- Posted July 16, 2014 by
This iReport is part of an assignment:
The most expensive thing I ever bought
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The most expensive thing I ever bought: credit card debt
When considering the most expensive item ever purchased by this writer, quite a few images come to mind. There was the pair of $124 snakeskin sandals that I wore for years. Then came the love of 100% Malaysian human hair weaves, some of which cost $250 per 4-ounce tube. But when I really think about the priciest thing I’ve ever bought, it doesn’t come down to one specific costly item or even a long list of them. Rather, it focuses on the method I used to buy a good portion of the goods.
Sure, whenever I paid cash or used my debit card to pay for a $25 blouse, at least I knew that was the end of that expense. However, for every small or inconsequential tank of gas or dentist bill that I found easier to plop its $40 cost on my American Express green, gold or Chase Business Ink credit cards ended up costing me much more. How much more? Who knows?
And therein lies the problem: How many of us reading these words can accurately figure out how much a $40 charge placed upon a credit card with minimum payments being made and enjoying a 29.99% APR will actually cost in the end – at least without using complex online calculators, that is. Financial institutions use this confusion to their advantage, and the Kiplinger report says that they plan to do so even more in the future by forcing consumers to understand crazy rules in order to take advantage of the credit card reward points being offered a-plenty these days.
This is why my most expensive purchase is the $37,000-plus credit card balance that I work nearly every day towards paying off. It’s expensive because it dictates my lifestyle and choices to some degree, deciding how much income I must create in order to make the money to meet the monthly payments.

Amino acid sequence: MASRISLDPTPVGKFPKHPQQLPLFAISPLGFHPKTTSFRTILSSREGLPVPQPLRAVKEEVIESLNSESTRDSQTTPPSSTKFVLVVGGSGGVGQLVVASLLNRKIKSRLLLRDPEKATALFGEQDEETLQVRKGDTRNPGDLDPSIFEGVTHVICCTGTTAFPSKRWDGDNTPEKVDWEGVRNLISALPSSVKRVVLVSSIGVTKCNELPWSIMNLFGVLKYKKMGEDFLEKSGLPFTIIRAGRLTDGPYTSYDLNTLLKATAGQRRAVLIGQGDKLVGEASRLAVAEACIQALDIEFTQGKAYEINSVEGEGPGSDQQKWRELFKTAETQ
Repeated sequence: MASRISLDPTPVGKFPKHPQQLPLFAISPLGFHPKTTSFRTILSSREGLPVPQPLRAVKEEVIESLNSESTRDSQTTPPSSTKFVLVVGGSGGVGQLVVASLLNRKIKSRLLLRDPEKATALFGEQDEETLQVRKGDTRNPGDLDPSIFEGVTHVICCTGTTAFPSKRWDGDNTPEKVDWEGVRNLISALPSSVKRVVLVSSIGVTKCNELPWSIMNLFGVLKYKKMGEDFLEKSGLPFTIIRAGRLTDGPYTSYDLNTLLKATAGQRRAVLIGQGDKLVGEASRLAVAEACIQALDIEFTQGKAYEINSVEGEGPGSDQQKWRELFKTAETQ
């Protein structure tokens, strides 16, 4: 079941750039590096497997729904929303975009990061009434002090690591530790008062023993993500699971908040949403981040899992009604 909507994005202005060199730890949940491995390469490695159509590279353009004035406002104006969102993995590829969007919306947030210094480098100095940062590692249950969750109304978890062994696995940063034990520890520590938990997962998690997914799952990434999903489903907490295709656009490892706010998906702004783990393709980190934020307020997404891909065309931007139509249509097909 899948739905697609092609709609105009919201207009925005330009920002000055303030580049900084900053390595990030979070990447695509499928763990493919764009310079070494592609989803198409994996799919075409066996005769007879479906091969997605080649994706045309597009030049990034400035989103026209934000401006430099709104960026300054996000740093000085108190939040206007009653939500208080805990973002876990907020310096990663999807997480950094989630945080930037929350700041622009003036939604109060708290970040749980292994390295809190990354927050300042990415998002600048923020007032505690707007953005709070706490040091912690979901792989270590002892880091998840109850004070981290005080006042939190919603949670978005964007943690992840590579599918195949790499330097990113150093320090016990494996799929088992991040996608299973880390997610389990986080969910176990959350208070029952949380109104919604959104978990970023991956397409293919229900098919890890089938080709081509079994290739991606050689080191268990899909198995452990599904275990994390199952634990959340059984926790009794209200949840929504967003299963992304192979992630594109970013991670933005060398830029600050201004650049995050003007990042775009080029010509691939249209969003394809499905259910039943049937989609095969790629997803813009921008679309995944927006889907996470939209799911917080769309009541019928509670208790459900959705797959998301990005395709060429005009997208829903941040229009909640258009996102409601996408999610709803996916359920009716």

If I knew back in college – in the 1980s when I received my first piece of powerful plastic – what I know now, as a 45-year-old paying back the debt, I probably still would’ve accepted a credit card or two or three, in order to simply build my history and FICO score. But I would’ve treated the credit cards with a lot more respect.
Instead of shopping trips funded by American Express, even if they were to purchase groceries or invest in products to resell on Amazon through their FBA program, I should’ve focused on spending my available cash to hire a back office pro to build the kind of profitable business and lifestyle that reaped no debt.
Alas, experience is the best teacher, as the old saying goes. The best part of knowing what it feels like to owe monies to credit card companies is that I honestly know I never want to be in the position of owing a credit card balance ever again. The borrower is servant to the lender, another true proverb states. Well, it’s time to be free.